German Wikipedia/Wikimedia Commons
Figure 1: Golden Gate Bridge in San Francisco, California.
There are two primary design elements that are used to stiffen the bridges: plate girders and trusses. Plate girders line the bridge like a wall, giving it lateral stiffness. They are essentially large, flat pieces of steel that effectively "box" the bridge span, adding stiffness to the roadway. Two positive characteristics of plate girders are cost effectiveness and ease of maintenance. They are effective in the displacing of vertical movements, but do not resist the undulating horizontal movements efficiently. Additionally, plate girders do not allow air to flow through the bridge. A bridge with plate girders is simply a big wall hanging in the air, and when air is forced up against the sides of the bridge the air starts swirling over and under the structure, exerting forces on the top and bottom of the span. This causes the bridge to roll and twist. The wakes that form when the air swirls around the bridge are called vortices and are periodic in nature. The repeated force of the wind swirling around the bridge deck can be compared to someone pushing a child on a swing, where you repeatedly exert a small force on the child, but after a few cycles this small force can have a large effect on the motion of the person.
Trusses consist of metal beams arranged in a series of triangular patterns pointing up and down along the sides of and under the roadway. An increased complexity of trusses leads to an increase in design costs and an increase in the difficulty in terms of installation. Trusses are the stronger of the two designs; this is because trusses are attached at several angles, instead of simply being a single, large sheet like a girder. Trusses provide support for the span throughout a larger range of motions, ultimately offering greater stability than plate girders.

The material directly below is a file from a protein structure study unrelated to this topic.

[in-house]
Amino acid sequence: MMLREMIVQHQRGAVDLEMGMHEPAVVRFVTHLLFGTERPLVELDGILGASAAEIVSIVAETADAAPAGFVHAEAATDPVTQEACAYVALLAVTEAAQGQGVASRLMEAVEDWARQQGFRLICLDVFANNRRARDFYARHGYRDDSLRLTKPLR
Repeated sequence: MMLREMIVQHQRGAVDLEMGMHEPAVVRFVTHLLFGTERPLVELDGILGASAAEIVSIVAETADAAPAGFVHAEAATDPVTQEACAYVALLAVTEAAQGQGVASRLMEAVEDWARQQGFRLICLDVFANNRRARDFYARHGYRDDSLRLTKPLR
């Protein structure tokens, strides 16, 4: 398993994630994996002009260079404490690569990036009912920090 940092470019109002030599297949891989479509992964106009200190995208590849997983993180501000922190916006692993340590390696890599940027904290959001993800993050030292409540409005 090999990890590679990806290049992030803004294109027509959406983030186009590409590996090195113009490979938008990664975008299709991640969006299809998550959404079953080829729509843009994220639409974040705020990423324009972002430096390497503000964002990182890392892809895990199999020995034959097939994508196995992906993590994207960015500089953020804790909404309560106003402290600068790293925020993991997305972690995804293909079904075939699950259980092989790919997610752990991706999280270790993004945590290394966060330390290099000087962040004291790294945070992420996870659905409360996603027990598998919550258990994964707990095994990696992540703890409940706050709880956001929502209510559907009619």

Another factor that bridge designers have to deal with when building the bridge is the length-to-depth ratio. Engineers have settled on the ratio 150 feet long to 1 foot deep in order for a bridge to be safe. An example of a bridge with a low length-to-depth ratio is the Williamsburg Bridge in New York, with a ratio of just 40:1. A huge weight and large stiffening trusses also aid this bridge. Even in large storms with high winds, this structure has never been affected with any undulating motion of its deck. These effects still have to be taken into account. On the other extreme, we have the Tacoma Narrows Bridge, which had a ratio of 350:1. This bridge, with its flat plate girders, low weight, and high length-to-depth ratio, was in danger of succumbing to wind shears. The engineers did not foresee the severity of this potential problem, which became apparent when the bridge swayed violently in even small breezes.

Design and History of the Tacoma Narrows